Make no mistake, abortion-on-demand is not a right granted by the Constitution. No serious scholar, including one disposed to agree with the Court’s result, has argued that the framers of the Constitution intended to create such a right. Shortly after the Roe v. Wade decision, Professor John Hart Ely, now Dean of Stanford Law School, wrote that the opinion “is not constitutional law and gives almost no sense of an obligation to try to be.” Nowhere do the plain words of the Constitution even hint at a “right” so sweeping as to permit abortion up to the time the child is ready to be born. Yet that is what the Court ruled.

As an act of “raw judicial power” (to use Justice White’s biting phrase), the decision by the seven-man majority inRoev. Wade has so far been made to stick. But the Court’s decision has by no means settled the debate. Instead,Roev. Wade has become a continuing prod to the conscience of the nation.

Abortion concerns not just the unborn child, it concerns every one of us. The English poet, John Donne, wrote: “. . . any man’s death diminishes me, because I am involved in mankind; and therefore never send to know for whom the bell tolls; it tolls for thee.”

We cannot diminish the value of one category of human life — the unborn — without diminishing the value of all human life. We saw tragic proof of this truism last year when the Indiana courts allowed the starvation death of “Baby Doe” in Bloomington because the child had Down’s Syndrome.

Many of our fellow citizens grieve over the loss of life that has followed Roe v. Wade. Margaret Heckler, soon after being nominated to head the largest department of our government, Health and Human Services, told an audience that she believed abortion to be the greatest moral crisis facing our country today. And the revered Mother Teresa, who works in the streets of Calcutta ministering to dying people in her world-famous mission of mercy, has said that “the greatest misery of our time is the generalized abortion of children.”

Over the first two years of my Administration I have closely followed and assisted efforts in Congress to reverse the tide of abortion — efforts of Congressmen, Senators and citizens responding to an urgent moral crisis. Regrettably, I have also seen the massive efforts of those who, under the banner of “freedom of choice,” have so far blocked every effort to reverse nationwide abortion-on-demand.

Despite the formidable obstacles before us, we must not lose heart. This is not the first time our country has been divided by a Supreme Court decision that denied the value of certain human lives. The Dred Scott decision of 1857 was not overturned in a day, or a year, or even a decade. At first, only a minority of Americans recognized and deplored the moral crisis brought about by denying the full humanity of our black brothers and sisters; but that minority persisted in their vision and finally prevailed. They did it by appealing to the hearts and minds of their countrymen, to the truth of human dignity under God. From their example, we know that respect for the sacred value of human life is too deeply engrained in the hearts of our people to remain forever suppressed. But the great majority of the American people have not yet made their voices heard, and we cannot expect them to — any more than the public voice arose against slavery — until the issue is clearly framed and presented.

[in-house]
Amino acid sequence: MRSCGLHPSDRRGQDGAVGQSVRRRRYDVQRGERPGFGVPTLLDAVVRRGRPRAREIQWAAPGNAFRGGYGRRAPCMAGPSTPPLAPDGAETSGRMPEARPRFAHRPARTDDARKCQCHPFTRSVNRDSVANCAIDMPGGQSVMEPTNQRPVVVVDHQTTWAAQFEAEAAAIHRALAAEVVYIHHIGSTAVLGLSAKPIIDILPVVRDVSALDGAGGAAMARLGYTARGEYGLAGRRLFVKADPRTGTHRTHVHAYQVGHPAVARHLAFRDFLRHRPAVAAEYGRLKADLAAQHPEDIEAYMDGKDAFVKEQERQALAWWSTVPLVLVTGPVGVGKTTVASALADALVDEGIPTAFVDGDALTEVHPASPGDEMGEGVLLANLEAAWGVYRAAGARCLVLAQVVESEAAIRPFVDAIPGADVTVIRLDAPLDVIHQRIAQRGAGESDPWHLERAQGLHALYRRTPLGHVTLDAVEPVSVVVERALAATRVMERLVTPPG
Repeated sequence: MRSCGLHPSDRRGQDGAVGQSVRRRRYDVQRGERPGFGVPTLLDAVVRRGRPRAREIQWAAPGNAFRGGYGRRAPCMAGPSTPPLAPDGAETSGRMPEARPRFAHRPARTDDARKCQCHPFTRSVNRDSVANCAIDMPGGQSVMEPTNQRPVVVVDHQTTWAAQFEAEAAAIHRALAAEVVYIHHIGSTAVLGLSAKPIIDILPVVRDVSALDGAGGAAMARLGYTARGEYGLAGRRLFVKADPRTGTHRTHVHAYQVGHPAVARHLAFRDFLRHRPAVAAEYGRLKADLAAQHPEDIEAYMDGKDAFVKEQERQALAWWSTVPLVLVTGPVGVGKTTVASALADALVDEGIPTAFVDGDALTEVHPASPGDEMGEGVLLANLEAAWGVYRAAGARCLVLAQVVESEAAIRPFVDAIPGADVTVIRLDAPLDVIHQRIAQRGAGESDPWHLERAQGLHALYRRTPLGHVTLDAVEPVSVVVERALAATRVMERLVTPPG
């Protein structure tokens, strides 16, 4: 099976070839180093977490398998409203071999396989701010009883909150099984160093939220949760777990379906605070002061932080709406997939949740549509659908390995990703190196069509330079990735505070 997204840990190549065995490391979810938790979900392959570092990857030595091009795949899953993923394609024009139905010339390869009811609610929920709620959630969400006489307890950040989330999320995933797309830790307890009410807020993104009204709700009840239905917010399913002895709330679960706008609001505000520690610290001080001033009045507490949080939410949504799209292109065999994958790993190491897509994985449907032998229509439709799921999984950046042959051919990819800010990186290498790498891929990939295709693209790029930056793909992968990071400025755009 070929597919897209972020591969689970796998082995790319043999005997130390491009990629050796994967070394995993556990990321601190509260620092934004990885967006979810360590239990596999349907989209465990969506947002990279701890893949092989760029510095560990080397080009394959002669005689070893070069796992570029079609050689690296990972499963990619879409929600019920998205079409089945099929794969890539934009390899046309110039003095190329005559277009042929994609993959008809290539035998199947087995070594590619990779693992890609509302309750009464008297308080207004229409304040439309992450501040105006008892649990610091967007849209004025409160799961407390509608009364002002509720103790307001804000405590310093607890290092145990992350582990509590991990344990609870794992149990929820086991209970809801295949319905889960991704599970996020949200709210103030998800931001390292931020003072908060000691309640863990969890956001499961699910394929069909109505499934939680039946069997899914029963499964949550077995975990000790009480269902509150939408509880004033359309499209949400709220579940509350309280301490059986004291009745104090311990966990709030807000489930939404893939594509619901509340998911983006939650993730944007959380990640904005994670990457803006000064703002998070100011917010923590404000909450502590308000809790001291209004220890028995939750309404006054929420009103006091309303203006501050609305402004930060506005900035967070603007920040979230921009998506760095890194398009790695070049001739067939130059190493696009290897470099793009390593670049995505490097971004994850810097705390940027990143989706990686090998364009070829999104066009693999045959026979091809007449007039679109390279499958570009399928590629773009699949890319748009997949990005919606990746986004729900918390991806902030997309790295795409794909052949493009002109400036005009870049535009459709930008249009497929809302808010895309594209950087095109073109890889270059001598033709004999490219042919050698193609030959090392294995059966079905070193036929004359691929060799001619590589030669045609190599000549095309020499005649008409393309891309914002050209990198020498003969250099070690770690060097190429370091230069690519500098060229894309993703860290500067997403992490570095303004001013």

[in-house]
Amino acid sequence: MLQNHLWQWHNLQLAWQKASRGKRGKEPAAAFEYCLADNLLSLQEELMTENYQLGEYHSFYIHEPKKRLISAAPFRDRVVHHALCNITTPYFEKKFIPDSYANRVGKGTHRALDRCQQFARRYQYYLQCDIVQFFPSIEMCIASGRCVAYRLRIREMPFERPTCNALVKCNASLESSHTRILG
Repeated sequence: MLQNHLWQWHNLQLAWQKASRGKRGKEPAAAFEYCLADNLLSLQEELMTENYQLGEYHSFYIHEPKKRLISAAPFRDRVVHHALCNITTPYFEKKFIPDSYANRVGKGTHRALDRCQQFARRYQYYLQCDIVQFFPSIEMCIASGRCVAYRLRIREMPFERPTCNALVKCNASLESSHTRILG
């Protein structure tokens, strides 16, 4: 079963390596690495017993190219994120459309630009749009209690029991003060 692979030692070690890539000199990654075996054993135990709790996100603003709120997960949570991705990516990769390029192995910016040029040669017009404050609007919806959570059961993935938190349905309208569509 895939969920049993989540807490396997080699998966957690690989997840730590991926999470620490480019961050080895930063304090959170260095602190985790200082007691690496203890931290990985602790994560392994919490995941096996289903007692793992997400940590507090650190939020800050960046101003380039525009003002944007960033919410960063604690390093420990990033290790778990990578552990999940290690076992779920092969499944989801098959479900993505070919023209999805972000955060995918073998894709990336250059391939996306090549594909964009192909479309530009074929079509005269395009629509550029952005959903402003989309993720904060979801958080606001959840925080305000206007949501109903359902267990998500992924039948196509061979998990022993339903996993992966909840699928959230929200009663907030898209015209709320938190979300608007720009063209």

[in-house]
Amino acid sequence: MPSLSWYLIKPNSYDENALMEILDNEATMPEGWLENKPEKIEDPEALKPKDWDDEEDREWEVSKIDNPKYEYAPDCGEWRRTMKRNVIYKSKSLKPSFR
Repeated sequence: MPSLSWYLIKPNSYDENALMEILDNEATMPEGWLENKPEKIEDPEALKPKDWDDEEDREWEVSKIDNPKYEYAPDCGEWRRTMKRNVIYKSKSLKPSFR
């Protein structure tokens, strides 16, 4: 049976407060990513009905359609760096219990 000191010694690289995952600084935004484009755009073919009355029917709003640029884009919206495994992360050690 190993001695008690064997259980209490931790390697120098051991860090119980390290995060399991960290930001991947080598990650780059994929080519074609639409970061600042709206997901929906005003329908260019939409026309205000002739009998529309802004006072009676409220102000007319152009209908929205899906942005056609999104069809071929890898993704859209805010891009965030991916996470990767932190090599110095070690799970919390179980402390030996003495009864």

What, then, is the real issue? I have often said that when we talk about abortion, we are talking about two lives — the life of the mother and the life of the unborn child. Why else do we call a pregnant woman a mother? I have also said that anyone who doesn’t feel sure whether we are talking about a second human life should clearly give life the benefit of the doubt. If you don’t know whether a body is alive or dead, you would never bury it. I think this consideration itself should be enough for all of us to insist on protecting the unborn.

________________________________________________

I remember when President Carter and candidate Reagan debated in 1980 and the subject of abortion came up. Reagan said that if you were on a dusty area and you found someone laying down would you bury him without knowing for sure if he is alive or not? It is the same with the case of abortion

Sincerely,

Everette Hatcher III, 13900 Cottontail Lane, Alexander, AR 72002, ph 501-920-5733 everettehatcher@gmail.com